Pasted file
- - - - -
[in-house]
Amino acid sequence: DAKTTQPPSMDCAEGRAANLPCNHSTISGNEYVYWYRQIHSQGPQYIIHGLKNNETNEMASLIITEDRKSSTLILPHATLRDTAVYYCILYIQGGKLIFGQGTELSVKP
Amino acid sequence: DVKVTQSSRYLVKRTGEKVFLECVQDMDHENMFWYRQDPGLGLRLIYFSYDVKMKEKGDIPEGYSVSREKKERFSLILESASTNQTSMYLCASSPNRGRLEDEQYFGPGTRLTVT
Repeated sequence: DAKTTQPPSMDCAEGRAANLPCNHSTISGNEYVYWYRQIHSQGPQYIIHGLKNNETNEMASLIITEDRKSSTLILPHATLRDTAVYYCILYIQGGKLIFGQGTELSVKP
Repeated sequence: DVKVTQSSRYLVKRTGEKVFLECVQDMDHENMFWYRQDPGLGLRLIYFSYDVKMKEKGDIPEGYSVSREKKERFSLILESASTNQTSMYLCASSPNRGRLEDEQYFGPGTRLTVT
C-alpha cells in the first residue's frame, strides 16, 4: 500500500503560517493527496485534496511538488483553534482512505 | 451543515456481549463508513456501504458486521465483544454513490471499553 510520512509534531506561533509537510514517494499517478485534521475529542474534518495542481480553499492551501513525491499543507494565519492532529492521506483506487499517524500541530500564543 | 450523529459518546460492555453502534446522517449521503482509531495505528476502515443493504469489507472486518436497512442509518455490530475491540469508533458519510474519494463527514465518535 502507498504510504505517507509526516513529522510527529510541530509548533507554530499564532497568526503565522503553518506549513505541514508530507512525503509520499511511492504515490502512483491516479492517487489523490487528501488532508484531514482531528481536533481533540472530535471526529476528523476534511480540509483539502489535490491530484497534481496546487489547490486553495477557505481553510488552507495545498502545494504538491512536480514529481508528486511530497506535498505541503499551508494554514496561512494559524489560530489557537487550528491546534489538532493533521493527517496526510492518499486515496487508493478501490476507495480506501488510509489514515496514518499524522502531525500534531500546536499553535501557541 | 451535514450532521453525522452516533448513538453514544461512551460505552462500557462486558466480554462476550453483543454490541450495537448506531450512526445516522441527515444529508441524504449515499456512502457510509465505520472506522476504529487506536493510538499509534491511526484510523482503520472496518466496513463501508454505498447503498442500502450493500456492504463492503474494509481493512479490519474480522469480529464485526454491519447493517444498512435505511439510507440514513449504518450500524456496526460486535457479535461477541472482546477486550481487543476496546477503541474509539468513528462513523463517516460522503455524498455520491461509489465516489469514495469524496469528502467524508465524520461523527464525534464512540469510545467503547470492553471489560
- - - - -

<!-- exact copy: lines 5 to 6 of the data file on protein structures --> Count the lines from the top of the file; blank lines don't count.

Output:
Repeated sequence: DVKVTQSSRYLVKRTGEKVFLECVQDMDHENMFWYRQDPGLGLRLIYFSYDVKMKEKGDIPEGYSVSREKKERFSLILESASTNQTSMYLCASSPNRGRLEDEQYFGPGTRLTVT
C-alpha cells in the first residue's frame, strides 16, 4: 500500500503560517493527496485534496511538488483553534482512505 | 451543515456481549463508513456501504458486521465483544454513490471499553 510520512509534531506561533509537510514517494499517478485534521475529542474534518495542481480553499492551501513525491499543507494565519492532529492521506483506487499517524500541530500564543 | 450523529459518546460492555453502534446522517449521503482509531495505528476502515443493504469489507472486518436497512442509518455490530475491540469508533458519510474519494463527514465518535 502507498504510504505517507509526516513529522510527529510541530509548533507554530499564532497568526503565522503553518506549513505541514508530507512525503509520499511511492504515490502512483491516479492517487489523490487528501488532508484531514482531528481536533481533540472530535471526529476528523476534511480540509483539502489535490491530484497534481496546487489547490486553495477557505481553510488552507495545498502545494504538491512536480514529481508528486511530497506535498505541503499551508494554514496561512494559524489560530489557537487550528491546534489538532493533521493527517496526510492518499486515496487508493478501490476507495480506501488510509489514515496514518499524522502531525500534531500546536499553535501557541 | 451535514450532521453525522452516533448513538453514544461512551460505552462500557462486558466480554462476550453483543454490541450495537448506531450512526445516522441527515444529508441524504449515499456512502457510509465505520472506522476504529487506536493510538499509534491511526484510523482503520472496518466496513463501508454505498447503498442500502450493500456492504463492503474494509481493512479490519474480522469480529464485526454491519447493517444498512435505511439510507440514513449504518450500524456496526460486535457479535461477541472482546477486550481487543476496546477503541474509539468513528462513523463517516460522503455524498455520491461509489465516489469514495469524496469528502467524508465524520461523527464525534464512540469510545467503547470492553471489560